Unlocking a work force's latent talent
New management techniques can help grow the bottom line
Posted: February 27, 2013
By Michael Finnegan
For the Post
Finally, bosses may have to hang up their red faces and pointing fingers as a new wave of progressive management techniques helps businesses to make the most of their staff.
The company of the future will not rely on holographic screens and fancy keyboards. Instead, it breeds an atmosphere where talent is nurtured and even the lowliest clerk can make a meaningful contribution.
At least that is what Clive Wilson, deputy chairman at Primeast, explained at a recent workshop organized by the British Chamber of Commerce Czech Republic in Prague. His program saw a dozen of the Czech Republic's entrepreneurs and managers getting together to discover how their businesses could remain competitive in these difficult economic times.
"Over the past 25 years, I have helped businesses perform," Wilson says. "Performance is the most important thing in the world of work. The companies that perform are the ones that stay in business, and that only comes by deploying the strengths of your staff."
He and the company he works for, Primeast, have spent the last quarter of a century working with businesses, organizations and communities around the globe, educating them in the fields of leadership, change and teamwork. It is Wilson's belief that big businesses are slowly starting to realize traditional methods of development are no longer effective and are being forced to look elsewhere out of necessity.
"A lot of companies still use outmoded practices," Wilson says. "The average business spends about 80 percent of its training budget developing people in their areas of weakness, and it has been proved time and time again that you get a much better return on investment by developing their strengths."
What he advises businesses to do is to concentrate on what people do bring to the table and not to worry about what they do not.
Contemporary talent management is derived from management practices developed in the United States in the 1980s, but it was not widely practiced until three consultants working at McKinsey & Company - Ed Michaels, Helen Handfield-Jones and Beth Axelrod - released a publication entitled "War on Talent."
The mantra of the book, which is also the motto of McKinsey & Company, was: "Recruit the best and make great use of them." Their reformist stance undoubtedly boosted the performance of companies across the United States, but the problem, according to Wilson, was that it only focused on the top 10 percent of highly talented members of staff.
Even today, most companies still work within these outmoded frameworks, Wilson says, where a small selection of high-potential employees receive training and development, while the rest are left to menial tasks that leave them feeling uninspired and miserable. The knock-on effect is that staff that do not fit into this elitist clique consider themselves "untalented" as a result.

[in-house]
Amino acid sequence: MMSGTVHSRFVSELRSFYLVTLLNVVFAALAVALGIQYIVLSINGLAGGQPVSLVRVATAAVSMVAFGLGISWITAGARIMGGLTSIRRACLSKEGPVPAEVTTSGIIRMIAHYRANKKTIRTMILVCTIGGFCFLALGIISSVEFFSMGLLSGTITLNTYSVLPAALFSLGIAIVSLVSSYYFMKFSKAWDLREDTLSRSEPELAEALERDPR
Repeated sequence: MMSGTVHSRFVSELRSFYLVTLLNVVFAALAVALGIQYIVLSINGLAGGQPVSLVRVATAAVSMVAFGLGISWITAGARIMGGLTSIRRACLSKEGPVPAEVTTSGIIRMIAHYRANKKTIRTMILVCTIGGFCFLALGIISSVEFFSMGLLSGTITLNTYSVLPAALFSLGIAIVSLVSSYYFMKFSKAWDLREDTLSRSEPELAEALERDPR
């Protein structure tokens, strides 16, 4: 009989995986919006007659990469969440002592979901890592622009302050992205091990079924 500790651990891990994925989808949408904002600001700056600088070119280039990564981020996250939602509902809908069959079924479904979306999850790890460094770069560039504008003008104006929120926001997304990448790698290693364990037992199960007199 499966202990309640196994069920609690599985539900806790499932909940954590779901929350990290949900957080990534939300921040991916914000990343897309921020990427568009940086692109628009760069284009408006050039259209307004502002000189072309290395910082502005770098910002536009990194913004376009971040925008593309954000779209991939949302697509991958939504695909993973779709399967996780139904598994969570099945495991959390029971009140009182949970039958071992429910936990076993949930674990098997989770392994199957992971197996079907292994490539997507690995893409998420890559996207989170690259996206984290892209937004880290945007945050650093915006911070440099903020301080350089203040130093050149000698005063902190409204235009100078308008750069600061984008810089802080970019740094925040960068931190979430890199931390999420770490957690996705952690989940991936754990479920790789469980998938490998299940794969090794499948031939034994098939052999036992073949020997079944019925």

According to Wilson, when you unlock the skills of all of your staff, and they feel valued, they are in a much better position to achieve the goals of the company, and the benefit is that business leaders free up more time to focus on their own jobs.
"To give you an example, the director of one of our most successful clients, Cape plc., spent nearly all of his time solving the problems of his managers, instead of concentrating on the more important tasks of his job, like strategy and key alliances," Wilson says.
"Finally, he had decided enough was enough and called us in to help. We spent our time empowering his managers and helping them bring into play their own unique talents. That meant the director could get on with what he needed to, and they ultimately went on to win last year's Oil and Gas Awards."
Alex Went, head of communications at the British Chamber of Commerce Czech Republic, agrees it is important to develop talent. "Progressive techniques such as those offered by Primeast have the effect of presenting essential new ways of looking at antiquated structures," he says. "They take a contemporary approach to talent management, and their training programs drive companies of all shapes and sizes forward in a rapidly changing business environment."
Jiří Kocich, executive assistant at the Wall Street Institute, who attended Wilson's workshop in Prague, also believes there is something to talent management. He emphasizes the importance of recognizing the individuality of each member of staff and the dangers of letting one's ego get in the way when trying to achieve a goal. "Ultimately, it's about having good knowledge of your work force and developing the discerning type of mind that allows you to make the most of them," he says.
Wilson says talent management should be a fundamental part of every business, not only because it boosts productivity, but because it is the only way to make people's life at work meaningful.
"It is about helping them understand who they are and what is going on around them," he says. "And in working through that, how they can best serve their organization and its end customer."
Michael Finnegan can be reached at email@example.com